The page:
and consumer a) starts up and processes 3, it should also process 4-0

if consumer b) starts up and processes 5 but is shut down after 9 then it should have processed 5,6,7,8,9

if consumer c) was running when the notifications began it should have processed 1-0


Simply pulsing an event wont work. If a consumer is not actively waiting on the event when the event is pulsed then it will miss the event so we will fail if events are produced faster than we can loop around to wait on the event again.

Using a semaphore also wont work as if one consumer runs faster than another consumer to such an extent that it can loop around to the semaphore call before the other completes processing and if there's another notification within that time then one consumer could process an event more than once and one could miss one. That is you may well release 3 threads (if the producer knows there are 3 consumers) but you cant ensure that each consumer is released just the once.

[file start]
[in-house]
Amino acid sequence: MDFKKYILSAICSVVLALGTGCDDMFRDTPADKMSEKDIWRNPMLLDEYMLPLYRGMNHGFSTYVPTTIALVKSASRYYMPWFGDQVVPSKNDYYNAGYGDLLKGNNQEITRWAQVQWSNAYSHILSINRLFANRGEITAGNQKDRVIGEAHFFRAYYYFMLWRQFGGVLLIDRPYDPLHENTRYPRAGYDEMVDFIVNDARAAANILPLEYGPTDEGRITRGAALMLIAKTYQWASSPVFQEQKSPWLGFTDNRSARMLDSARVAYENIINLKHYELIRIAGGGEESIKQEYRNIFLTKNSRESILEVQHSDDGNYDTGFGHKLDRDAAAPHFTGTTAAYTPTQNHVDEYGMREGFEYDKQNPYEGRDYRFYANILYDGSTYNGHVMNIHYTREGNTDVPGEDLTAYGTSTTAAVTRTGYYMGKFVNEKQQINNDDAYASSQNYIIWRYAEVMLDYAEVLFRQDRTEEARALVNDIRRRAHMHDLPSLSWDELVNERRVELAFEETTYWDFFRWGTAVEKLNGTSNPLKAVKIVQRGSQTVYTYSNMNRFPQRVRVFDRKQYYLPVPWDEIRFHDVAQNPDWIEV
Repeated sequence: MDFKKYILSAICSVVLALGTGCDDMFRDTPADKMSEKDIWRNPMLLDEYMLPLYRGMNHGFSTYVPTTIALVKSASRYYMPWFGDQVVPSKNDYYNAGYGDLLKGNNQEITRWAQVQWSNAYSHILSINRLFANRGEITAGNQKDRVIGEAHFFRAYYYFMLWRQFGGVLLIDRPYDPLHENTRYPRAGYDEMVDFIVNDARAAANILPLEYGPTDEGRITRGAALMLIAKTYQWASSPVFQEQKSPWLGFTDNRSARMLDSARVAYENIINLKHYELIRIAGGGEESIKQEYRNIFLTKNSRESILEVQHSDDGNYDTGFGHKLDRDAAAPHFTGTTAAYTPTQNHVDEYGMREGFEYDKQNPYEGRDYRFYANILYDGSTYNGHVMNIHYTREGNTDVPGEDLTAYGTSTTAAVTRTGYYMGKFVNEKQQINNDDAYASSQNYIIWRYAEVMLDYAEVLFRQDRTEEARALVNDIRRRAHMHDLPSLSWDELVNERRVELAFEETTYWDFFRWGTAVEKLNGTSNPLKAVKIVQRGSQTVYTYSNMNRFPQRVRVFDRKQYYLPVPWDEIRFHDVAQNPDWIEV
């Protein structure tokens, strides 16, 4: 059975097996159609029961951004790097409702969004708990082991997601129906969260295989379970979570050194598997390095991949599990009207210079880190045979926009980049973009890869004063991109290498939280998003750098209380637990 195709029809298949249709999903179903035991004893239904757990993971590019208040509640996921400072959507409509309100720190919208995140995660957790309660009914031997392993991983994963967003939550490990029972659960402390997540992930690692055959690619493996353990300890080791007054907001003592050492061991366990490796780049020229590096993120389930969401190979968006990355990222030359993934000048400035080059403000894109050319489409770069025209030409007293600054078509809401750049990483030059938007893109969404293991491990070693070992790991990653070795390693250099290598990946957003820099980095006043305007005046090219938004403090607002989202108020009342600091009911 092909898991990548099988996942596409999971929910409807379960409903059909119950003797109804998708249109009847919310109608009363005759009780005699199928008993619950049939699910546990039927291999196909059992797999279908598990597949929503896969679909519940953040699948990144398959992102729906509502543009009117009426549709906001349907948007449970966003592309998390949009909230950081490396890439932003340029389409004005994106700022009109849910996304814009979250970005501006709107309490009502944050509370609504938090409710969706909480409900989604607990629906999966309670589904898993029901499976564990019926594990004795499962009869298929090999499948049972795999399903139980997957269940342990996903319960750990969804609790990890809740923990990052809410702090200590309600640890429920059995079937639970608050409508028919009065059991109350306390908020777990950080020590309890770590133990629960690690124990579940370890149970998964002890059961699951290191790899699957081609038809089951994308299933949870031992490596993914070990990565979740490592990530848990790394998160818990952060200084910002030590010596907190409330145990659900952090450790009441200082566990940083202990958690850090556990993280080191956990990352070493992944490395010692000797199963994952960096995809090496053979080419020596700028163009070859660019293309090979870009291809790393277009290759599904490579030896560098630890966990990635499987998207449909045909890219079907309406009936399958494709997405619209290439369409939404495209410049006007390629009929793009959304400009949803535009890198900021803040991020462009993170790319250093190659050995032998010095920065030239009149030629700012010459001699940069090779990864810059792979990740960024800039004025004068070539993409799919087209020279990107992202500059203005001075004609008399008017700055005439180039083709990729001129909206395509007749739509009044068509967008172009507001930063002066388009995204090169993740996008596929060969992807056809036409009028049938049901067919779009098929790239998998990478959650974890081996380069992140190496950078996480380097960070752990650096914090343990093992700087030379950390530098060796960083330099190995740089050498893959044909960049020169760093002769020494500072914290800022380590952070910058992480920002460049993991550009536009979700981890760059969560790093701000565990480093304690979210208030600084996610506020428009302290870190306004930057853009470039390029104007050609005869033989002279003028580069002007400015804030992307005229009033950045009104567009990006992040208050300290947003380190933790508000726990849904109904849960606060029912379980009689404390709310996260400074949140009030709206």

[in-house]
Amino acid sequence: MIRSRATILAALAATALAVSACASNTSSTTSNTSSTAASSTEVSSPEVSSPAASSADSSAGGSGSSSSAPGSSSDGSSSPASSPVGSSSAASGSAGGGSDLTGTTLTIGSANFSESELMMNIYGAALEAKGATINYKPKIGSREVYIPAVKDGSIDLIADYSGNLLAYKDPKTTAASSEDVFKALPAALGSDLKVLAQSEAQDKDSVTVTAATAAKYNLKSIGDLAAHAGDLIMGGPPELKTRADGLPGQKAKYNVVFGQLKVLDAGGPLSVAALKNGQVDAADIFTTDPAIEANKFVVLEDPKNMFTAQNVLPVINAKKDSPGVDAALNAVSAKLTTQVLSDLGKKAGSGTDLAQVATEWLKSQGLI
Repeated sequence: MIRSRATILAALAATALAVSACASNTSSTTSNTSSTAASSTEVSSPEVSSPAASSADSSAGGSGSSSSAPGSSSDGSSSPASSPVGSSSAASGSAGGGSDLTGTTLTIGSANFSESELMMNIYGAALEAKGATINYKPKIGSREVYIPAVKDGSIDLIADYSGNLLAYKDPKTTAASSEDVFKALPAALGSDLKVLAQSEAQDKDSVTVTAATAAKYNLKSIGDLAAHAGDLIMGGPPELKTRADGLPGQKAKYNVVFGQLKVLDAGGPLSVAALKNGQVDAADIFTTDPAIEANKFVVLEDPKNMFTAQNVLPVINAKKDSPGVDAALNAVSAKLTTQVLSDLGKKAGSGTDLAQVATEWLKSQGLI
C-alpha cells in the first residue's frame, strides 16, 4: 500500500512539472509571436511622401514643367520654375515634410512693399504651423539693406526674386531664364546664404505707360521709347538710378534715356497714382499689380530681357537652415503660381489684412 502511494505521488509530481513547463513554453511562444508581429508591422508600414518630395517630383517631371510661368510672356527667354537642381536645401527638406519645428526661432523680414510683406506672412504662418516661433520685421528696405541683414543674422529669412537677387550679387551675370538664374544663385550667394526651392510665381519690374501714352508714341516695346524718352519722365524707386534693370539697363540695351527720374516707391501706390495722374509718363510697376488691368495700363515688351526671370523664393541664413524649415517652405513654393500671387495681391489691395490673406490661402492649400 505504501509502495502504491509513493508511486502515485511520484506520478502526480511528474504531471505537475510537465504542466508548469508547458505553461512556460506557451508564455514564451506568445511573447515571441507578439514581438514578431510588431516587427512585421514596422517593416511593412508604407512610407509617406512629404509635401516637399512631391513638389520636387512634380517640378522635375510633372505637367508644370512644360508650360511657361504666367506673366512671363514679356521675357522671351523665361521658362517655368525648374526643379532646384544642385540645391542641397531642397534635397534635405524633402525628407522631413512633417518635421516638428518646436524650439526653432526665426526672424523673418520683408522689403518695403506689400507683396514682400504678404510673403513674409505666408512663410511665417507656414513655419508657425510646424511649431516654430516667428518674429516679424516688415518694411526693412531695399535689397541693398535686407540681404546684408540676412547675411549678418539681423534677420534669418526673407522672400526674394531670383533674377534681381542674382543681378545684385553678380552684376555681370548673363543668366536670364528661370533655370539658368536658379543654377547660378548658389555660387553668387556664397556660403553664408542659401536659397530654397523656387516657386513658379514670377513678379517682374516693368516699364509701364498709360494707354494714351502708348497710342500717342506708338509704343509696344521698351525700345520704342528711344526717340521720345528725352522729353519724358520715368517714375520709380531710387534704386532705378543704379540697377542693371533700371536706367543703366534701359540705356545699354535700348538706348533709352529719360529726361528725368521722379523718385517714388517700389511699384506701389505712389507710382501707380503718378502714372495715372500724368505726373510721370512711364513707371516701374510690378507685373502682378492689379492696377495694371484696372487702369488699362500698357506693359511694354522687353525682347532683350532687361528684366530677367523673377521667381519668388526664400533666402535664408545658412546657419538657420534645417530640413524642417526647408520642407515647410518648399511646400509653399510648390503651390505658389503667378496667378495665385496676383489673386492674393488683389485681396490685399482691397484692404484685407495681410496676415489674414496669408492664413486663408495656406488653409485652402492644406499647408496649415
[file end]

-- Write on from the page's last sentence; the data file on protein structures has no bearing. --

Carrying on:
A ring buffer of events (tick counts) in shared memory with each consumer knowing the value of the event it last processed and with consumers alerted via a pulsed event should work at the expense of some of the consumers being out of sync with the ticks sometimes; that is if they miss one they will catch up next time they get pulsed. As long as the ring buffer is big enough so that all consumers can process the events before the producer loops in the buffer you should be OK.

With the example above, if consumer d misses the pulse for event 4 because it wasn't waiting on its event at the time and it then settles into a wait it will be woken when event 5 is produced and since it's last processed counted is 3 it will process 4 and 5 and then loop back to the event...

If this isn't good enough then I'd suggest something like PGM via sockets to give you a reliable multicast; the advantage of this would be that you could move your consumers off onto different machines...